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Thread: backup failure

  1. #1
    Join Date
    May 2006
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    backup failure

    I backed up my home directory and attempted to restore only to be told "No backups to restore." There is a list of files identified as "duplicity-full.****************.vol*.difftar.gpg" mostly with volumes of 25MB. Backup restore does not find files to be restored. Is there any possibility to see if my files were saved to UbuntuOne and if so to recover them another way.
    backup, deja dup, ubuntuone-login

  2. #2
    Join Date
    Mar 2010
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    Lubuntu 14.04 Trusty Tahr

    Re: backup failure

    Hopefully someone with real knowledge will reply, but in the meantime ....
    I understand that Duplicity uses standard file formats for storage, so, in theory, if you know they way the files are packed, then you can read the MANIFEST, determine which of the 10,000 numbered files has the data you want, grab that single file, use some mix of gpg, tar, gunzip to access the data and restore without using duplicity. OTOH, I don't know.

    I've been using rdiff-backup for a few years. It doesn't encrypt backups, which is critical if you use 3rd parties for storage, but it does work well and leaves the files in a state that makes recovering 1 file or an entire directory from the most recent backup basically a copy operation. Just wrote an new blog post about that with a non-trivial system back example.
    * Non-Trivial: http://blog.jdpfu.com/2013/10/20/rdiff-backup-real-use
    * Full-Script: http://blog.jdpfu.com/2009/10/24/lin...h-rdiff-backup

    I attempted to get duplicity working a few times myself. Never seemed to work for me. I must be stupid. I always feel stupid when it doesn't work. Any backup methodology is an unknown until a restore using it has been tested. If you can't restore from a backup, what's the point? 10% of a backup process is the "backups" - 90% is the restore.
    Last edited by TheFu; October 21st, 2013 at 11:16 AM.

  3. #3
    Join Date
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    Re: backup failure

    Thanks TheFu. I thought that backup was going to be simpler than copy and paste. Now I know different. In the future I will copy and paste what I want saved.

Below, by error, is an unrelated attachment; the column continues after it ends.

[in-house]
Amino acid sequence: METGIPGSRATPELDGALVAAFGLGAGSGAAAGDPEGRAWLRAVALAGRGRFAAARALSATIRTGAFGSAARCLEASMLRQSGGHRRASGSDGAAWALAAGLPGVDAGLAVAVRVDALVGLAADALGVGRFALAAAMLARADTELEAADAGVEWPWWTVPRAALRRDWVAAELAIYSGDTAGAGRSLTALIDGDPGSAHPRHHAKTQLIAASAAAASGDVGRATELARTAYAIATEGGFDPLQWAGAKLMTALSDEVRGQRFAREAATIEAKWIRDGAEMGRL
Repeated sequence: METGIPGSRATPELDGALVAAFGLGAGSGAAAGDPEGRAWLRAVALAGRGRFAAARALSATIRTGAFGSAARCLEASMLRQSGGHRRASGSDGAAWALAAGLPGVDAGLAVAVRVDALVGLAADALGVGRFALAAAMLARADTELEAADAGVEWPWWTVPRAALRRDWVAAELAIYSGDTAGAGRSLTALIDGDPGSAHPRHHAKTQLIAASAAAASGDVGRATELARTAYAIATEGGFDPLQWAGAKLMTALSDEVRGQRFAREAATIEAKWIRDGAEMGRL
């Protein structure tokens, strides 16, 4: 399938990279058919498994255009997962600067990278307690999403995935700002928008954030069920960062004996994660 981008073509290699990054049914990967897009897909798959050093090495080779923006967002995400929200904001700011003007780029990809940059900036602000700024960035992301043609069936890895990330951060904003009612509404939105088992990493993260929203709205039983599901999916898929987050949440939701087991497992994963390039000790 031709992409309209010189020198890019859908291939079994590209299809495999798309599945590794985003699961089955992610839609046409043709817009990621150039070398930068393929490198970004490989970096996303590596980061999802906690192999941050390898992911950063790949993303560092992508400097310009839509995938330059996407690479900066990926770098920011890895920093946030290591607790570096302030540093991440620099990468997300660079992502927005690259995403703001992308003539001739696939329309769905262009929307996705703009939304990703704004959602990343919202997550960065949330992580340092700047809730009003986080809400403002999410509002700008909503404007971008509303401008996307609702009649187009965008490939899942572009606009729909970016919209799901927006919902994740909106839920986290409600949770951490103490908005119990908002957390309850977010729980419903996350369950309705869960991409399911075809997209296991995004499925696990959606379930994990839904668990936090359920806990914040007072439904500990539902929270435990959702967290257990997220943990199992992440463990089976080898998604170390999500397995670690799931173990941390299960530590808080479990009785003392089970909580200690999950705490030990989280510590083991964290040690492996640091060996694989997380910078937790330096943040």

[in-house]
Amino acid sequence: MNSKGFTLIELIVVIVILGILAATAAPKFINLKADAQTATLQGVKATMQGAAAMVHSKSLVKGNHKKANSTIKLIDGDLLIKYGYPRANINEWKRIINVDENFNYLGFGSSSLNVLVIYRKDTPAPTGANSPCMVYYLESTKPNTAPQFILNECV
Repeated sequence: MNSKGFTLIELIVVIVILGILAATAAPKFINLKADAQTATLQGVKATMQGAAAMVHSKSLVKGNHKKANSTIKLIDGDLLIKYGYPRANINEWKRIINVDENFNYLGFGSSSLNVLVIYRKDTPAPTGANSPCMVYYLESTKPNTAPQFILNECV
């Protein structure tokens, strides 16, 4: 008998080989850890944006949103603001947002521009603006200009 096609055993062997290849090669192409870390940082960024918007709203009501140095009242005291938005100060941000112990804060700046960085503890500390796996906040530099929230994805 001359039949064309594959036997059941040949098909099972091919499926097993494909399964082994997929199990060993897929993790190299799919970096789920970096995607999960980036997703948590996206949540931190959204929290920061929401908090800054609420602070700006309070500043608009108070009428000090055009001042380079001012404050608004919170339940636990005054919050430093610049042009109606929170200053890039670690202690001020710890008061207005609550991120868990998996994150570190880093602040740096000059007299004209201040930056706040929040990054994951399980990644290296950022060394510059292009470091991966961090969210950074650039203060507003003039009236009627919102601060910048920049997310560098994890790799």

4. #4
    Join Date
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    Re: backup failure

    Quote Originally Posted by TWFJR View Post
    Thanks TheFu. I thought that backup was going to be simpler than copy and paste. Now I know different. In the future I will copy and paste what I want saved.
    Copy/paste works fine for "data", but not so much for many other items you probably want to backup too. Maintaining file permissions, ownership, groups and any special settings usually needs more. That is why using a real backup program is important.

    So a very simplistic backup would be a 100G / that would be backed up to a 200G external USB drive. When connected the USB drive gets mounted as /media/Backups. Both are formated as EXT4 (or any UNIX file system) including the backup media location. The 200G will allow 3+ months of backups to be retained. In my world, 120% gets me 60 days of backups, but YMMV.

    The command would be
    Code:
    sudo rdiff-backup --exclude-special-files --exclude=/media  /  /media/Backups
    Run that same command over daily and incremental backups will be very quick. Only the 1st one will take time. Easy-peasy.
    After the first 30-120 days, you'll probably want to remove older backups to manage space. There's an rdiff-backup command for that too. I hope this makes sense and is something easily followed. The most recent backup looks like a mirror under /media/Backups/ , so restoring 1 file is trivial.

    Anyway, I hope this helps. Sorry that I don't know much about duplicity. I had hoped that someone else would have responded by now.

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